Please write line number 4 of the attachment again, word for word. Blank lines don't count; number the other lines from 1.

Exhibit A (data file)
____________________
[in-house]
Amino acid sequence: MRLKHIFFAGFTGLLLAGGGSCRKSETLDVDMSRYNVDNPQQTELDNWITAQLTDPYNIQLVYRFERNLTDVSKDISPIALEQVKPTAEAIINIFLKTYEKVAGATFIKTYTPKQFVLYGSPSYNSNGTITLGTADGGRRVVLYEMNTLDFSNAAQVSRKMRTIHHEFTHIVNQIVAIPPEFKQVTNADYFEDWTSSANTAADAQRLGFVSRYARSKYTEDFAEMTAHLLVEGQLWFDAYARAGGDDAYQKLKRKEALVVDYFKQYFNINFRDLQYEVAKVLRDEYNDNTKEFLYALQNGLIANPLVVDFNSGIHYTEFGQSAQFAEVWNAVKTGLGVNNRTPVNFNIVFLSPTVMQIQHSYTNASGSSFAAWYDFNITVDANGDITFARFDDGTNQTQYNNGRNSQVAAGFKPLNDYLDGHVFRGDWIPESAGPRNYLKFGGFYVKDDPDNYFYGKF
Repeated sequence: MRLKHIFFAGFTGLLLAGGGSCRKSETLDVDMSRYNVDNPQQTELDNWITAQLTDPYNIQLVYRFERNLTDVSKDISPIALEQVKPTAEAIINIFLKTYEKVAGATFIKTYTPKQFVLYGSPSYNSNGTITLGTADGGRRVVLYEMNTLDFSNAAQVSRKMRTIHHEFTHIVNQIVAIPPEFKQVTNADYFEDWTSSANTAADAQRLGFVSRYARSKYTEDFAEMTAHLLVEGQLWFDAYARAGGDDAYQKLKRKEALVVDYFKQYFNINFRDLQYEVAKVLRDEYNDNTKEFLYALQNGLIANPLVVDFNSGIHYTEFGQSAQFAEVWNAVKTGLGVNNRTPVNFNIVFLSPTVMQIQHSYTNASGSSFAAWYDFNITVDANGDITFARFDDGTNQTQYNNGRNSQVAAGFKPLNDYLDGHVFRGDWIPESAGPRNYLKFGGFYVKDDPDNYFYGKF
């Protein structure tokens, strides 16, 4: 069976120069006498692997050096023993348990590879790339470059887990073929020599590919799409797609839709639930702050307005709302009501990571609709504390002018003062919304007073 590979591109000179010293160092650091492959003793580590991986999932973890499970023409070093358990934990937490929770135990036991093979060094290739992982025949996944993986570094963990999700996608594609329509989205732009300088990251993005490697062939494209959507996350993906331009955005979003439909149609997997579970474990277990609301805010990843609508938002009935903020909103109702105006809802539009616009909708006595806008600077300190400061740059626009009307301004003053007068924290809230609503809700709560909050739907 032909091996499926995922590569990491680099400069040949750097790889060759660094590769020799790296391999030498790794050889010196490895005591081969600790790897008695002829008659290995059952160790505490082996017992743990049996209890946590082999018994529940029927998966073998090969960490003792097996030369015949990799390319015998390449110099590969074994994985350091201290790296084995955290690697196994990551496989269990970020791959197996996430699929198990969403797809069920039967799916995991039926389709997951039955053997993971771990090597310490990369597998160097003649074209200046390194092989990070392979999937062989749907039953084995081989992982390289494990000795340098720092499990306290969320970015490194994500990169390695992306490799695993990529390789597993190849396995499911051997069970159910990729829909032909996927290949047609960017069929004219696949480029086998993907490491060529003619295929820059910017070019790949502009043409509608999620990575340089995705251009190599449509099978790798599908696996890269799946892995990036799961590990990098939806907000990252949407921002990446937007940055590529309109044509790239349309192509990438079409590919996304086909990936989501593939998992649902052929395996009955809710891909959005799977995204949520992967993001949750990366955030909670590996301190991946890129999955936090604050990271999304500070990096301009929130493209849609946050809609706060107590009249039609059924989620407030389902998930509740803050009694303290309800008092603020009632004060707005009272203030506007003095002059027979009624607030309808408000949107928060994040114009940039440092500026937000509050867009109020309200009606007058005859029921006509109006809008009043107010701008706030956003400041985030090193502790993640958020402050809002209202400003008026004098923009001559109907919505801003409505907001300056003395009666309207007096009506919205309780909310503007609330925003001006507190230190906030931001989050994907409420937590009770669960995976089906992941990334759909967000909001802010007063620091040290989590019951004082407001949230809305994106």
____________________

């Protein structure tokens, strides 16, 4: 069976120069006498692997050096023993348990590879790339470059887990073929020599590919799409797609839709639930702050307005709302009501990571609709504390002018003062919304007073 590979591109000179010293160092650091492959003793580590991986999932973890499970023409070093358990934990937490929770135990036991093979060094290739992982025949996944993986570094963990999700996608594609329509989205732009300088990251993005490697062939494209959507996350993906331009955005979003439909149609997997579970474990277990609301805010990843609508938002009935903020909103109702105006809802539009616009909708006595806008600077300190400061740059626009009307301004003053007068924290809230609503809700709560909050739907 032909091996499926995922590569990491680099400069040949750097790889060759660094590769020799790296391999030498790794050889010196490895005591081969600790790897008695002829008659290995059952160790505490082996017992743990049996209890946590082999018994529940029927998966073998090969960490003792097996030369015949990799390319015998390449110099590969074994994985350091201290790296084995955290690697196994990551496989269990970020791959197996996430699929198990969403797809069920039967799916995991039926389709997951039955053997993971771990090597310490990369597998160097003649074209200046390194092989990070392979999937062989749907039953084995081989992982390289494990000795340098720092499990306290969320970015490194994500990169390695992306490799695993990529390789597993190849396995499911051997069970159910990729829909032909996927290949047609960017069929004219696949480029086998993907490491060529003619295929820059910017070019790949502009043409509608999620990575340089995705251009190599449509099978790798599908696996890269799946892995990036799961590990990098939806907000990252949407921002990446937007940055590529309109044509790239349309192509990438079409590919996304086909990936989501593939998992649902052929395996009955809710891909959005799977995204949520992967993001949750990366955030909670590996301190991946890129999955936090604050990271999304500070990096301009929130493209849609946050809609706060107590009249039609059924989620407030389902998930509740803050009694303290309800008092603020009632004060707005009272203030506007003095002059027979009624607030309808408000949107928060994040114009940039440092500026937000509050867009109020309200009606007058005859029921006509109006809008009043107010701008706030956003400041985030090193502790993640958020402050809002209202400003008026004098923009001559109907919505801003409505907001300056003395009666309207007096009506919205309780909310503007609330925003001006507190230190906030931001989050994907409420937590009770669960995976089906992941990334759909967000909001802010007063620091040290989590019951004082407001949230809305994106």